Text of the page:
Vincent Hogan: Jet-heeled Long too hot for fearful Slovakia to shackle
It was a moment the script found different energy, when conjecture and audition gave way to a formal changing of the guard.
The stadium TV picked up Robbie Keane and family seated in a box and, instantly, a familiar chant of "Keano, Keano, Keano" rolled up towards a clear Dublin sky. This game was 25 minutes old but, somehow, it felt as if the chant bore a tone of gentle courtesy here.
Ireland's greatest goalscorer had just watched Shane Long produce three minutes of quite electric destruction that, on some level, maybe represented more than all of the other back stories surely crowding Martin O'Neill's mind. Leading through a 14th-minute Miroslav Stoch goal, Slovakia now looked startled to find themselves behind.
For Long's jet-heels had turned humdrum defensive situations in the 21st and 23rd minutes into moments of hara-kiri for the visitors, two penalties resulting, the first of which the Tipperary man himself converted. Seldom has the union of pace and moxy wreaked such havoc upon a group of seasoned professionals.
Martin Skrtel, hapless fall-guy for the second, was making his 78th appearance for Slovakia. He looked like a man who wished fervently he had postponed it.
Long's impact was extraordinary and seemed to represent the statement of a man now absolutely at one with his talent and, maybe more pertinently, one imbued with the confidence to be a big international player. Keane's record for his country will, most probably, never be equalled. But Long is today's man.
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He didn't resume for the second-half, having accumulated a couple of niggles that O'Neill quite wisely decided did not require any further stress testing on the Lansdowne grass. And, with him, went much of Slovakia's unease.
They'd equalised on the stroke of half-time, Paul McShane turning the ball into his own net under pressure from Robbert Vittek, and thereafter the game leaked much of its thunder, settling back into a duplicate of so many that we have seen before.
Hindsight doesn't denote much personality to these contests. If anything, it reduces them to a sort of blancmange in the mind. And that's part of the problem watching them unravel, you know deep down that, come June, it will require some kind of intellectual feat simply to recycle any specifics from these March friendlies.
True, for a man like Eunan O'Kane and, maybe, McShane last night might just have felt like a clammy job interview freighted with all manner of personal flux and worry. But their anxieties weren't ours. So much of the game passed by with all the tumult of fingers drumming on a table.
And the preliminaries hadn't quite the pomp nor solemnity of Good Friday's either. A lone piper did commemorate the fallen of 1916, though it could have been worth asking if some recognition might not have been appropriate for the multiples killed by suicide bomb at a football game in Iraq last Saturday. Is an Iraqi life less precious than a European one?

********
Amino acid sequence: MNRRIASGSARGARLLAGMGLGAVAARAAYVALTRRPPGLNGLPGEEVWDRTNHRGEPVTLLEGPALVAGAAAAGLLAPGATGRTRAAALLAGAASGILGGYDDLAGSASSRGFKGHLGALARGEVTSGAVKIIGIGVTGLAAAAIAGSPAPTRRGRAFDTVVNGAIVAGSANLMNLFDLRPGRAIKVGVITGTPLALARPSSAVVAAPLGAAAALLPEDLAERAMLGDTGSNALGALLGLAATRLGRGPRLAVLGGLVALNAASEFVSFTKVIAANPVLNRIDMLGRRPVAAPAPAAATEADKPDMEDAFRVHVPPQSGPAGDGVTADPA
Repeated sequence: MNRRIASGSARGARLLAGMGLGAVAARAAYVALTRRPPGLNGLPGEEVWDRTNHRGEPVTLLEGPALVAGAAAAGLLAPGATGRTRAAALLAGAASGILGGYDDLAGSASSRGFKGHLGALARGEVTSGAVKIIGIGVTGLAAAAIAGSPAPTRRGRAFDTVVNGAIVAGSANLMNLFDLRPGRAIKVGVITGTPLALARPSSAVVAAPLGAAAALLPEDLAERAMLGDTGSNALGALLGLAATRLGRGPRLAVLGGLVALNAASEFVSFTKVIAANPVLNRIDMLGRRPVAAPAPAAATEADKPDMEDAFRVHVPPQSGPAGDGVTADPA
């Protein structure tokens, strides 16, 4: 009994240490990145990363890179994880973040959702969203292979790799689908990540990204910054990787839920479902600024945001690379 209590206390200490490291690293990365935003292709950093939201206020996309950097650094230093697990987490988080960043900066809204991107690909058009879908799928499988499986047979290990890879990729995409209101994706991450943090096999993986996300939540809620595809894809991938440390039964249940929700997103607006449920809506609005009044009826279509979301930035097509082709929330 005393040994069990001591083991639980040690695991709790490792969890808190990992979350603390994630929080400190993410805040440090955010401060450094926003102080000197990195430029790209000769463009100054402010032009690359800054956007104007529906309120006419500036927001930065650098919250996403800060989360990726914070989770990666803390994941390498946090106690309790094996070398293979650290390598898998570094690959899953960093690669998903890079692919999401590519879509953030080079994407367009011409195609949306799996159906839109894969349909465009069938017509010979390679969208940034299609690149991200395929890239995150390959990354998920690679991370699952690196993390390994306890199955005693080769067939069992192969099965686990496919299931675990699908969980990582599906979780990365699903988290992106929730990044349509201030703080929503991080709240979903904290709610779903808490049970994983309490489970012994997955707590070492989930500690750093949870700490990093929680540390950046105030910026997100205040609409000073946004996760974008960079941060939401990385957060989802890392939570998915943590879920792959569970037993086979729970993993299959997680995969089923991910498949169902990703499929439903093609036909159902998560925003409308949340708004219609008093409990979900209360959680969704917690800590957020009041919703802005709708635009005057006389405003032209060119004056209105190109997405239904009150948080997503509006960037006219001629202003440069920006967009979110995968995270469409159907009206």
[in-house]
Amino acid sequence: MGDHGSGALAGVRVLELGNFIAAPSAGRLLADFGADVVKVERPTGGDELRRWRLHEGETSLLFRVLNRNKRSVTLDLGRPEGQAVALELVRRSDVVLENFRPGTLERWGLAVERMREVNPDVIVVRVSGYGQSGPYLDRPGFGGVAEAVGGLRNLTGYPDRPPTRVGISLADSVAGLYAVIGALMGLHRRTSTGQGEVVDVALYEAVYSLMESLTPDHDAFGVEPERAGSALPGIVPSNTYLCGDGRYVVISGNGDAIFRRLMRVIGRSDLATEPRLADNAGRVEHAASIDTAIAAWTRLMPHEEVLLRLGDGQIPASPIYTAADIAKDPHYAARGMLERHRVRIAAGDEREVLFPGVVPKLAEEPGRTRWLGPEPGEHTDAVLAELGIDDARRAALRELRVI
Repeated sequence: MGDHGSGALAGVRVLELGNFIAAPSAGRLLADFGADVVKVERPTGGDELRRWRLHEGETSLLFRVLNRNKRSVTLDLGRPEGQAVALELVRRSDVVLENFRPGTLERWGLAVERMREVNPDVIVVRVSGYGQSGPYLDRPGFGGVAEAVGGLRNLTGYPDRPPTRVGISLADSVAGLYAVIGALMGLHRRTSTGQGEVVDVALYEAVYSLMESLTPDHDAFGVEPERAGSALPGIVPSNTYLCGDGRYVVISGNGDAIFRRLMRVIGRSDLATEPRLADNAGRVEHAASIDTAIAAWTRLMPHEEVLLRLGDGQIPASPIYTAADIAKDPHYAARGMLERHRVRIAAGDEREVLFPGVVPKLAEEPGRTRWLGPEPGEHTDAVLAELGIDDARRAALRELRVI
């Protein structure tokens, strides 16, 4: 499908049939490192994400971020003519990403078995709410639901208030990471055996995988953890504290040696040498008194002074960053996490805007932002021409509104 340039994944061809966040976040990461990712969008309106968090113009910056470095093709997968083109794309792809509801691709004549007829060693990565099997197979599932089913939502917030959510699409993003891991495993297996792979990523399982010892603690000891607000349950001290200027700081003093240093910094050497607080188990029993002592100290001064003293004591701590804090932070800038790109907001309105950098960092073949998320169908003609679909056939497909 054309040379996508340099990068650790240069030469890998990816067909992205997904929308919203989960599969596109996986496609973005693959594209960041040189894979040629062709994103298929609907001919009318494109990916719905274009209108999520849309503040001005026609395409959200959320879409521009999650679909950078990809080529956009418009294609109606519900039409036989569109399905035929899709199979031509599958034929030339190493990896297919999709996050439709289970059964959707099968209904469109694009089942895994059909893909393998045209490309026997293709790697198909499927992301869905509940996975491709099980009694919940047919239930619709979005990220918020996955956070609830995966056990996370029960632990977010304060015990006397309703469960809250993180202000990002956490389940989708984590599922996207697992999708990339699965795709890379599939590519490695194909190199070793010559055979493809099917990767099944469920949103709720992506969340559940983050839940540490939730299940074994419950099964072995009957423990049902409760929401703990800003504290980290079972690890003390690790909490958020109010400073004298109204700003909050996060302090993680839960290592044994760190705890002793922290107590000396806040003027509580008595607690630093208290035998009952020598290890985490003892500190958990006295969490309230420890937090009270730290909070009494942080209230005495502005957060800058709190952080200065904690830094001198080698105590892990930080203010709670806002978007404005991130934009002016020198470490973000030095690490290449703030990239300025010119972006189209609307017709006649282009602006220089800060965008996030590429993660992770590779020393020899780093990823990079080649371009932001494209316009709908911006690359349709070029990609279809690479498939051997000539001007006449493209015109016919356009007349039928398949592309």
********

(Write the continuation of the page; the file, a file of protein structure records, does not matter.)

No matter, the game itself soon found an independent pulse, Marek Hamsik threatening to score a third-minute goal that would have graced the top of a wedding cake only for a last-ditch Irish boot to intercept the danger.
Stoch's 14th-minute breakthrough seemed to hit the place like a cloud of chloroform and, so, we settled back for something about as emotionally engaging as a press hand-out.
This stuff isn't theatre or opera and Ireland's good days have never been measured in soaring innovation or elegance of expression. The games that stay with us invariably carry an air of defiant siege. Think of Germany in Dublin last October and the presumed portents for a defence comprising Cyrus Christie, Richard Keogh, John O'Shea and Stephen Ward squeezing up tight on those ballet dancers Mueller, Ozil, Reus and Gotze?
What happened was a repudiation of logic. But without the salt of competitiveness, Irish games struggle to engage an audience. They are simply impossible to romanticise, given this is a team that doesn't, ordinarily, paint pictures. It just exerts a stubborn will.
Which, of course, makes it no less admirable than any of football's works of beauty.
Trouble is, recent possession stats have people fretting. Former manager Brian Kerr is among those who believes that, against better teams in stifling heat, Ireland could suffer for their profligate use of the ball. It might, many fear, leave them running marathons in a microwave.
To that end, the restoration of senior officers Glenn Whelan and James McCarthy to central midfield surely demanded an improved control of tempo. Slovakia are no Barcelona after all and, on this night, Ireland did move better.
Wes Hoolahan had a terrific night between the lines, James McClean (who converted the other penalty) was never less than industrious and, of the new faces, O'Kane certainly did himself no harm in his late run for a boarding card to Versailles.
But it was Long's running off the shoulder that reclaimed the game and, ultimately, his energy that sent a crystal clear message resounding through the cold March air.
One that said, yes Keano has been wonderful, but Shane Long is now ready to take up his sword.
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